truth value of the empty list?

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TedWalther
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truth value of the empty list?

Post by TedWalther »

I just got confused tonight. It is handy for the empty list to be a "false" value. I thought maybe it was only nil that registered as a false value. But since the empty list is a false value, how about the empty string, and the number 0? Lutz, did you already post on your reasons for this design decision?
Cavemen in bearskins invaded the ivory towers of Artificial Intelligence. Nine months later, they left with a baby named newLISP. The women of the ivory towers wept and wailed. "Abomination!" they cried.

sunmountain
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Joined: Tue Mar 15, 2011 5:11 am

Re: truth value of the empty list?

Post by sunmountain »

I can't wait for the answer - this can get philosophical.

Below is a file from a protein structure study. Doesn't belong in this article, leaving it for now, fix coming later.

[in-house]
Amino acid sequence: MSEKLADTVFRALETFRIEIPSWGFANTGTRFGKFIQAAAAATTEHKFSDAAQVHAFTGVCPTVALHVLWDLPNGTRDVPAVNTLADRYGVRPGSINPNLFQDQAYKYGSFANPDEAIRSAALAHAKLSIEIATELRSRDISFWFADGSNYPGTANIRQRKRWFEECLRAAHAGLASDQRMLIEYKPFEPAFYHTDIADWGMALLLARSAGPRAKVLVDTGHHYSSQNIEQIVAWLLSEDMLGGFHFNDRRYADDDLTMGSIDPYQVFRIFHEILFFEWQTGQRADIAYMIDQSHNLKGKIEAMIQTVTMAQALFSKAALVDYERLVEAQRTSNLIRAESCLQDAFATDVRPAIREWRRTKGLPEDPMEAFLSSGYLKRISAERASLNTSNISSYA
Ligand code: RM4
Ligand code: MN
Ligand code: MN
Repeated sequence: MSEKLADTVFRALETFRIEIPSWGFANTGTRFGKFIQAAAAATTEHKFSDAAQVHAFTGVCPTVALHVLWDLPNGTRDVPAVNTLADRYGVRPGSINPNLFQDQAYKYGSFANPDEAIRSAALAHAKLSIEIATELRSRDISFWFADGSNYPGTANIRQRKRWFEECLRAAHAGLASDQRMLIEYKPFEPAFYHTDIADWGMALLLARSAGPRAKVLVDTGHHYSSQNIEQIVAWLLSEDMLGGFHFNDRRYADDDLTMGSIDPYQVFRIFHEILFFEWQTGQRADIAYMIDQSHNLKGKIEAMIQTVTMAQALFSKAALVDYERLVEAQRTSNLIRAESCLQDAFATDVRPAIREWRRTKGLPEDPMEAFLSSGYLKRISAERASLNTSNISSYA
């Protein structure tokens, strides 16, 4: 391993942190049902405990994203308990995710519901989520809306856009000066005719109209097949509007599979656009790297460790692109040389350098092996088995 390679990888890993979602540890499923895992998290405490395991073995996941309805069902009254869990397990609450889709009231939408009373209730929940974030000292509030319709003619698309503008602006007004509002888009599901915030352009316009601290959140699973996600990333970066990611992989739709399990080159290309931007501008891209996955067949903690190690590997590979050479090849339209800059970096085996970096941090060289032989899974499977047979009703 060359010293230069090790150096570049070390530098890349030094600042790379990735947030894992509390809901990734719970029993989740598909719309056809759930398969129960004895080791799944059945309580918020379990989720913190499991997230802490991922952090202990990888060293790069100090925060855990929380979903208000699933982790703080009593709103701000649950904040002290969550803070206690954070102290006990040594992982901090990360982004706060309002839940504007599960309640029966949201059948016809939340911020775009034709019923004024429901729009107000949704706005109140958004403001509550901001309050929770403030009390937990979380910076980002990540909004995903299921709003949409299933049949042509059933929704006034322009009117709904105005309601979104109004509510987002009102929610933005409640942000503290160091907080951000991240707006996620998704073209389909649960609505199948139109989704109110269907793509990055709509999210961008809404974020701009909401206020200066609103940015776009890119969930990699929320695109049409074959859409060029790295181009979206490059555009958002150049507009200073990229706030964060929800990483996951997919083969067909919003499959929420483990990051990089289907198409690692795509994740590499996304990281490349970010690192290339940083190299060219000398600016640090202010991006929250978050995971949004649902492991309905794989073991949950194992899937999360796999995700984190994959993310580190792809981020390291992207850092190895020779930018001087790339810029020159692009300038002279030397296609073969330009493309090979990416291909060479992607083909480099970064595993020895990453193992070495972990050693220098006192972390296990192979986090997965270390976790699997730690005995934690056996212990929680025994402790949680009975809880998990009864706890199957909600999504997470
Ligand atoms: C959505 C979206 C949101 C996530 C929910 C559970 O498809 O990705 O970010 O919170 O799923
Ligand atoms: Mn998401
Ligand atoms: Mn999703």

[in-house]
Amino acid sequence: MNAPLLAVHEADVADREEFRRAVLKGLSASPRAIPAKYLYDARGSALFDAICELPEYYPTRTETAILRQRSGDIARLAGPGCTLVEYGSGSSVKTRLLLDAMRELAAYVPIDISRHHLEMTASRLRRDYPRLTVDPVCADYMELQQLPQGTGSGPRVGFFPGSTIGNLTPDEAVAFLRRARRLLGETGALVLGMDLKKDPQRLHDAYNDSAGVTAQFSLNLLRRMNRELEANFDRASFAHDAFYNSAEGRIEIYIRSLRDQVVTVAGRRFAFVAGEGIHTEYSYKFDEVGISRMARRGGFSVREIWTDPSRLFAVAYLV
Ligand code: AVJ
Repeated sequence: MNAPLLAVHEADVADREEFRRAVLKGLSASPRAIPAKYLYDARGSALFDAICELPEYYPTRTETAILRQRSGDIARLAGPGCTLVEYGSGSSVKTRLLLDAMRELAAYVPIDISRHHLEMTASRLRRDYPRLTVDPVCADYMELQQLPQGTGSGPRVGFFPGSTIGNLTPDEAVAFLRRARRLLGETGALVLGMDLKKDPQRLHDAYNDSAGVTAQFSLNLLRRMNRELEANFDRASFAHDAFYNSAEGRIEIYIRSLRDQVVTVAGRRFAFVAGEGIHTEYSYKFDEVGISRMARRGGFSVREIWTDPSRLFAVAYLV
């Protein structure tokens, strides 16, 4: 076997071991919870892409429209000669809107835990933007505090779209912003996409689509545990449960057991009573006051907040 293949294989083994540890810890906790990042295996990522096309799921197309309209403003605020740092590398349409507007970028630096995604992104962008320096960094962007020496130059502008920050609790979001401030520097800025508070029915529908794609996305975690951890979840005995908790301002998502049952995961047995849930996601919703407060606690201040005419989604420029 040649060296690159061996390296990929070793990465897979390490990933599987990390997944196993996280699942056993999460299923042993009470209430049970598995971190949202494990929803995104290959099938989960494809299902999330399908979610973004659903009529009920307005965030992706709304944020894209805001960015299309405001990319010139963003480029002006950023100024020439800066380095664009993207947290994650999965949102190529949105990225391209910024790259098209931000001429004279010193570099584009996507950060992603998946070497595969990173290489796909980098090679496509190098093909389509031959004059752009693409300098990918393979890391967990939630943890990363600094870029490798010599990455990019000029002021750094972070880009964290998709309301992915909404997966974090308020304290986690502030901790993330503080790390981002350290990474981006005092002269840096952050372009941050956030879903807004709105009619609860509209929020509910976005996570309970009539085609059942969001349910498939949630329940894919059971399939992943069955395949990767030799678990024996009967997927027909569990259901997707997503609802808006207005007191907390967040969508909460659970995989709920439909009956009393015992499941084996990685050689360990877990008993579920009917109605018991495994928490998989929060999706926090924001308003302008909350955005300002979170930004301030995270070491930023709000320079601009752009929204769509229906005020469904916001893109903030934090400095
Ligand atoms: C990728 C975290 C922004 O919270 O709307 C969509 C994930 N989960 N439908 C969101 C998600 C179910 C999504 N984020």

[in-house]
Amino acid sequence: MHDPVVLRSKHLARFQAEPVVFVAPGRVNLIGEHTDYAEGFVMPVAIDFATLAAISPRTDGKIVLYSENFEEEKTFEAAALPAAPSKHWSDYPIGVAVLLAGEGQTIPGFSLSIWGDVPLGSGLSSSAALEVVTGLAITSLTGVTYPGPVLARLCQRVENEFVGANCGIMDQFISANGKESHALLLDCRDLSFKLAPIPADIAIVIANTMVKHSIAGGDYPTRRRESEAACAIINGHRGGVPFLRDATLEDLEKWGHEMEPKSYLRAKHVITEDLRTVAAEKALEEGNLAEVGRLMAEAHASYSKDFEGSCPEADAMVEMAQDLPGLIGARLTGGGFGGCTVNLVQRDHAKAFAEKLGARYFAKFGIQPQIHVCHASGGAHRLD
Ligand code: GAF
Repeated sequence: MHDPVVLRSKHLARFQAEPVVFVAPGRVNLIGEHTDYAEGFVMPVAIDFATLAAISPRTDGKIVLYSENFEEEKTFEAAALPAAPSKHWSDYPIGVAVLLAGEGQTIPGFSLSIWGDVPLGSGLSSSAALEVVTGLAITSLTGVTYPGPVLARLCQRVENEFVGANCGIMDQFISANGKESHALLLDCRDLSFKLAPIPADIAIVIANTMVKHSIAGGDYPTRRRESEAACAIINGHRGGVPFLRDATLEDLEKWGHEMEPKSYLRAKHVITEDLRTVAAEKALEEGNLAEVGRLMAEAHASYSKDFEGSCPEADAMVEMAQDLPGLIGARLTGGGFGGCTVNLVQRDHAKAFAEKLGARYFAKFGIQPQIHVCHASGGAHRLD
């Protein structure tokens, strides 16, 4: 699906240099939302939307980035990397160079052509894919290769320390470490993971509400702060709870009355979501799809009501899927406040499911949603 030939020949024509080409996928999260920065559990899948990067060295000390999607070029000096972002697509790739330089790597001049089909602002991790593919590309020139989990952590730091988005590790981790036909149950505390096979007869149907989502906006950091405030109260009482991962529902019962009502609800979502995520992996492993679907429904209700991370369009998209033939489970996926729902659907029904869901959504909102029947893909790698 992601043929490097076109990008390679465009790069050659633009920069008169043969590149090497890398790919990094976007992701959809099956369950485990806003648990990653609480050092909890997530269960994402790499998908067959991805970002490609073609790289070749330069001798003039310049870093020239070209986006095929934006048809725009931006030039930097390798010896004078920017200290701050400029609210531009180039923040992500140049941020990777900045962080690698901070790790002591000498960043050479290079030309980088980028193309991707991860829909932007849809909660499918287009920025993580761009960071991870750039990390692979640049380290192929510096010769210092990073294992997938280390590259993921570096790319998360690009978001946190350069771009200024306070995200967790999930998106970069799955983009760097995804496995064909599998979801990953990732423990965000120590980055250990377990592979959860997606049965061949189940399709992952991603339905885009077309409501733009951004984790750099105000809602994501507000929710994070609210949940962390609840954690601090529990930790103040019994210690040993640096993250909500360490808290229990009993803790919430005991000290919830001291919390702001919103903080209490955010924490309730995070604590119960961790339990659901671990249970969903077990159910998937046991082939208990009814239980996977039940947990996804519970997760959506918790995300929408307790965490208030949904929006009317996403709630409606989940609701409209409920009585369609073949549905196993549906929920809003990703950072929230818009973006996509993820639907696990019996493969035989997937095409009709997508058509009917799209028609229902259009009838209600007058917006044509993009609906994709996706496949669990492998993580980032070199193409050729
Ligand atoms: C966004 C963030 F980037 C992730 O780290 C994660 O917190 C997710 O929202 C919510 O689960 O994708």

The key question is: what is value and when is it nil (as I remember there is no false in lisp, though) ?
If you look over to python, "", empty lists, tuples and numeric 0 are false.
That seems natural, but in lisp you work on lists, an

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(0)
is in list - so true.
Even an empty string is a cell, with no value, it is in list - so true.
An empty list says: there is nothing in list, nil - so false.

So for me the question goes down to: is there an element in list or not ?

If you would take e.g. Python's approach you ask: does to value of an element evaluate to true ?

But: how can you then distinguish between

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()
and

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("")
?
Then both would give nil, but 1. case has no element where 2. has one (an empty string).
So for at least some cases you would need a hasElement* or such.

I think the lisp approach is consistent.

Just my thoughts.

*JAVA TM public final static synchronized unvoid function

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